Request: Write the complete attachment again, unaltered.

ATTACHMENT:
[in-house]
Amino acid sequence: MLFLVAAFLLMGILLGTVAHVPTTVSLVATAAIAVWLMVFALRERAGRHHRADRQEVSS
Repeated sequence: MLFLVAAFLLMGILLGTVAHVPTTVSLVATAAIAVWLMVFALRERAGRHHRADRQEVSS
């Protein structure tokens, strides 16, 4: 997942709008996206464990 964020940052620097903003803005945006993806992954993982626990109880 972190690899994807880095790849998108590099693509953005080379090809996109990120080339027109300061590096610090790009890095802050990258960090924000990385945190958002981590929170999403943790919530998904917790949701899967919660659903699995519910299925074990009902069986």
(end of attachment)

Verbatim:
[in-house]
Amino acid sequence: MLFLVAAFLLMGILLGTVAHVPTTVSLVATAAIAVWLMVFALRERAGRHHRADRQEVSS
Repeated sequence: MLFLVAAFLLMGILLGTVAHVPTTVSLVATAAIAVWLMVFALRERAGRHHRADRQEVSS
């Protein structure tokens, strides 16, 4: 997942709008996206464990 964020940052620097903003803005945006993806992954993982626990109880 972190690899994807880095790849998108590099693509953005080379090809996109990120080339027109300061590096610090790009890095802050990258960090924000990385945190958002981590929170999403943790919530998904917790949701899967919660659903699995519910299925074990009902069986």